Skyrocketing mobile costs can quickly sink BYOD’s expected efficiency and productivity gains. As you embrace BYOD, figure out how you will keep costs in check. Canada’s CTV, a division of Bell Media, wanted to deal with handheld mobile security and expense management with one tool.
Their IT and telecom staff was struggling to manage 3,000 mobile devices – a mix of BlackBerry, iPad, iPhone, Android and others. CTV produces a number of TV shows in remote locations such as Haiti and Japan, so traveling employees need their mobile devices in order to stay connected and to send real-time updates – and often video – while on location.
Whenever a company device was lost or stolen, confidential information was at risk, since they were unable to remotely wipe devices or track them down. At the same time, while abroad, employees were often going over their monthly data plans, which would cost tens of thousands of dollars without them even knowing it.
The IT department now has the ability to shut down a device if it is not being used according to the company’s policy, if it’s lost or stolen, or even if it goes over its allotted data plan.
Fortunately, free mobile AV solutions are available from the likes of Lookout Mobile Security. This is what I use on my own Android and it’s worked well.
However, IT probably wants to strive for AV unity across devices and platforms. Check to see what your existing endpoint protection provider has in the works for mobile AV. If they offer Android support but don’t protect iPhones yet, find out what their roadmap is. If support for additional platforms is too far out, you might want to reevaluate them as your desktop AV provider too.
However, vendors that have a PC-protection mindset may not adapt well to mobile.
This is purely anecdotal, but after checking out a Webroot demo at RSA 2012, I’m seriously considering switching to it for all of my endpoint protection for my own content-creation firm, Sandstorm Media.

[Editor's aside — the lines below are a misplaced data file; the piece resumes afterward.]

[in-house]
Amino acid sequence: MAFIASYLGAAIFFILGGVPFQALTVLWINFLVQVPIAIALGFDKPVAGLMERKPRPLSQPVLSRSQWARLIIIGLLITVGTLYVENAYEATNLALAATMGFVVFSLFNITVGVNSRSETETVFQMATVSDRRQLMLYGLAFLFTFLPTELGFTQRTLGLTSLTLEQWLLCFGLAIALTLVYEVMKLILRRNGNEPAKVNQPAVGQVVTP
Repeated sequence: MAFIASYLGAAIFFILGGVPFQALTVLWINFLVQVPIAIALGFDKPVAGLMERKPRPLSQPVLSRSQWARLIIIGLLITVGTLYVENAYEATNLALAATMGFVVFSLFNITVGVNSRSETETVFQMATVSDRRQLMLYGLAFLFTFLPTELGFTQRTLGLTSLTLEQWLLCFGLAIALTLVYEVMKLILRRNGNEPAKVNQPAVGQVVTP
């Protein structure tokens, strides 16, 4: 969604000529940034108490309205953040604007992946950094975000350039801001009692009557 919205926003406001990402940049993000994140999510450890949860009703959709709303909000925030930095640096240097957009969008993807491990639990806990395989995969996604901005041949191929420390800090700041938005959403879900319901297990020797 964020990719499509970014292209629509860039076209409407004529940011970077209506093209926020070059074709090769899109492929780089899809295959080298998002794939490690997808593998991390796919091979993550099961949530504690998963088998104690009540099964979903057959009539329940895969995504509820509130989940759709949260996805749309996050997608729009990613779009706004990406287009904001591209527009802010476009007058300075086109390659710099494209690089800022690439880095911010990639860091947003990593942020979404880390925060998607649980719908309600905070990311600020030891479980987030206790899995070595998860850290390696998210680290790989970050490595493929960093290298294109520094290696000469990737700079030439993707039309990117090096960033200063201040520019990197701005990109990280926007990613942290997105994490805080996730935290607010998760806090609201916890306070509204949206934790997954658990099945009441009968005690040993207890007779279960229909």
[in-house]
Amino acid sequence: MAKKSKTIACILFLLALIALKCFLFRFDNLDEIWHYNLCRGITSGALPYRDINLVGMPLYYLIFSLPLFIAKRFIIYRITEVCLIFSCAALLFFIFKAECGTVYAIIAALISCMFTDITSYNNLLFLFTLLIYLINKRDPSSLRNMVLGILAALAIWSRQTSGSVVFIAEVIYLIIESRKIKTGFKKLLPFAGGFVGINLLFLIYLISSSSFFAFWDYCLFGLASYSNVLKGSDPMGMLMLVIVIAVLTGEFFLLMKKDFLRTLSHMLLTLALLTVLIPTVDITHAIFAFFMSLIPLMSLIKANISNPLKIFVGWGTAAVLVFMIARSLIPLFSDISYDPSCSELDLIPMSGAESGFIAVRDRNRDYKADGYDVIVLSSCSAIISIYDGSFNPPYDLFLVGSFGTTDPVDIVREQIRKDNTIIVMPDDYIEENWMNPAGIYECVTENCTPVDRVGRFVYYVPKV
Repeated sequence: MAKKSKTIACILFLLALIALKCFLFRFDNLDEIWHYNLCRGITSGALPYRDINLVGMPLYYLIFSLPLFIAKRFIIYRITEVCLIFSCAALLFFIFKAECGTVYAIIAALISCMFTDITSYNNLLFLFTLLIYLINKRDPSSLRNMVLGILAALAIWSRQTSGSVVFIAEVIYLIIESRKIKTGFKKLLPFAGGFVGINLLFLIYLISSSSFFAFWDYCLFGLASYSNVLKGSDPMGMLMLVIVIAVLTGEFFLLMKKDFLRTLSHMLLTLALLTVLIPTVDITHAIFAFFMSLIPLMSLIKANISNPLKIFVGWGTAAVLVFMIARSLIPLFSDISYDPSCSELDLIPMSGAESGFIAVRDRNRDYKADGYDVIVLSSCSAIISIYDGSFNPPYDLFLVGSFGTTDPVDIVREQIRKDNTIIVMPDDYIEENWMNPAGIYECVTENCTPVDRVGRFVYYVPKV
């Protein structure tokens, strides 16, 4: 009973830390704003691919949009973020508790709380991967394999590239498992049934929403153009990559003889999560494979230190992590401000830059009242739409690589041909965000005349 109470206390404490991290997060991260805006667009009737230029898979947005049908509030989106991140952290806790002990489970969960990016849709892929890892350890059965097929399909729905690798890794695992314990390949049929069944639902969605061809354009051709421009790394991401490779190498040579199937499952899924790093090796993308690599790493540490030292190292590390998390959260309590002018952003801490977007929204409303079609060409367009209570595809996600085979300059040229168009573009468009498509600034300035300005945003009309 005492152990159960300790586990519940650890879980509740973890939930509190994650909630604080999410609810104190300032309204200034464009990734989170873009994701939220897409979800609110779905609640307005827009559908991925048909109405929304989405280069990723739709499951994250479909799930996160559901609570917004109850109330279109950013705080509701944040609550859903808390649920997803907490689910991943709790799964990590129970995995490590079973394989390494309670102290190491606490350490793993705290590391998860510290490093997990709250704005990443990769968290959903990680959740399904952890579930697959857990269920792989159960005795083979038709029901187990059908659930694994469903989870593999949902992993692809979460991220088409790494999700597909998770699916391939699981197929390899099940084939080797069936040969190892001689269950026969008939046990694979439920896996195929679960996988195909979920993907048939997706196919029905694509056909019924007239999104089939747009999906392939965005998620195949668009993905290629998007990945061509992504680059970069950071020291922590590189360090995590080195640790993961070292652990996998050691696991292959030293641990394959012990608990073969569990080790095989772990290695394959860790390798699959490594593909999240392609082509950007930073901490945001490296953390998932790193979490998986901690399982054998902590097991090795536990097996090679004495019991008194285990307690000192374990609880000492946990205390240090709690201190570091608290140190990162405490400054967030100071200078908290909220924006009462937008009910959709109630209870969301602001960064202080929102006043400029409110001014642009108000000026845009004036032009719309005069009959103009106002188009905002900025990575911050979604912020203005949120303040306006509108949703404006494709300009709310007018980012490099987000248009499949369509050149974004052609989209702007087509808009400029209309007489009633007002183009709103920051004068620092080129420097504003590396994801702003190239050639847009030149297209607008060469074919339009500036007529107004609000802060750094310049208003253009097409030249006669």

The suite is powered by the cloud, so it has a tiny device-side footprint, as opposed to traditional resource-hogging security suites, and mobile support for Androids and iOS has recently been added.
It’s not that I dislike Lookout, but I prefer simplicity when possible, and my legacy endpoint security suite, CA, is not satisfactory and a resource hog to boot. Thus, I have two AV solutions. I have no idea whether CA has a mobile solution and won’t bother looking. My licenses are almost up, so I want to unify device protection for my small organization – which even for about seven or so devices is complicated.
Besides protecting against malware, Webroot Mobile allows IT to locate, lock and wipe devices, while adding additional features like SMS spam filtering and app inspection.
Many organizations feel a false sense of security once they are able to enforce screen locks and passwords on devices. For mobile, weak authentication isn’t good enough. For instance, Android phones allow you to unlock the device by drawing a pattern.
I’m no criminal genius, but it took me all of ten seconds to realize that the oil on people’s fingers would leave a distinct enough smudge that figuring out the pattern would be easy. Weak user names and passwords are nearly as bad. BKD, an accounting and advisory firm, needed to boost authentication standards for mobile devices and first investigated tokens as a two-factor authentication solution.
“We quickly determined the traditional token approach would require significant internal resources at a time when internal resources were stretched thin on multiple projects,” said Bill Melgren, BKD Director of Information Services. Managing, configuring, troubleshooting and repairing or replacing broken hardware tokens would add significant overhead.
Instead, BKD turned its attention to software-based authentication and selected the solution from PhoneFactor.
PhoneFactor relies on the mobile device itself as a second authentication factor. “PhoneFactor got us up and running in a fraction of the time that would have been required by a traditional token approach,” said Melgren. “Internal resource utilization has been kept to a minimum throughout.”
With PhoneFactor, each time a user tries to authenticate, following password validation, the user’s phone is called. The user simply has to answer the phone and is prompted to enter an assigned PIN number. Because of the secondary authentication call, attackers need to know both the user’s password and have physical possession of the user’s phone. This second factor – the possession of the phone itself – adds an additional layer of security.